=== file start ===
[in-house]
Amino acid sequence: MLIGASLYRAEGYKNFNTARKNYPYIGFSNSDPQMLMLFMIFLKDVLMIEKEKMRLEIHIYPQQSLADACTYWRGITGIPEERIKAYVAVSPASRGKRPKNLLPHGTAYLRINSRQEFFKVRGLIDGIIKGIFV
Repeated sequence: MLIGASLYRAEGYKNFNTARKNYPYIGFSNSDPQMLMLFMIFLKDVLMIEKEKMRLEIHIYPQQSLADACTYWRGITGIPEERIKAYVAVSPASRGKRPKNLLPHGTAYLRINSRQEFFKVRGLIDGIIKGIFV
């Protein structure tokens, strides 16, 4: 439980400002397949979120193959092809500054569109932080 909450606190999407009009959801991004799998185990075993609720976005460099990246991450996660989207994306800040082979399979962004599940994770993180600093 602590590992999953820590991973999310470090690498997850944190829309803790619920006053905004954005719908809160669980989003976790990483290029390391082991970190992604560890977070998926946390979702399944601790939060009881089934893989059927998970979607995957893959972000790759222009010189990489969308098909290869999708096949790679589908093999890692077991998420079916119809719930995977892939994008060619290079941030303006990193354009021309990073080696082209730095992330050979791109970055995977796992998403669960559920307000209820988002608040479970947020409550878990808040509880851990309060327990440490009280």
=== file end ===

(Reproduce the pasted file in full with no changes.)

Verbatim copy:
[in-house]
Amino acid sequence: MLIGASLYRAEGYKNFNTARKNYPYIGFSNSDPQMLMLFMIFLKDVLMIEKEKMRLEIHIYPQQSLADACTYWRGITGIPEERIKAYVAVSPASRGKRPKNLLPHGTAYLRINSRQEFFKVRGLIDGIIKGIFV
Repeated sequence: MLIGASLYRAEGYKNFNTARKNYPYIGFSNSDPQMLMLFMIFLKDVLMIEKEKMRLEIHIYPQQSLADACTYWRGITGIPEERIKAYVAVSPASRGKRPKNLLPHGTAYLRINSRQEFFKVRGLIDGIIKGIFV
């Protein structure tokens, strides 16, 4: 439980400002397949979120193959092809500054569109932080 909450606190999407009009959801991004799998185990075993609720976005460099990246991450996660989207994306800040082979399979962004599940994770993180600093 602590590992999953820590991973999310470090690498997850944190829309803790619920006053905004954005719908809160669980989003976790990483290029390391082991970190992604560890977070998926946390979702399944601790939060009881089934893989059927998970979607995957893959972000790759222009010189990489969308098909290869999708096949790679589908093999890692077991998420079916119809719930995977892939994008060619290079941030303006990193354009021309990073080696082209730095992330050979791109970055995977796992998403669960559920307000209820988002608040479970947020409550878990808040509880851990309060327990440490009280």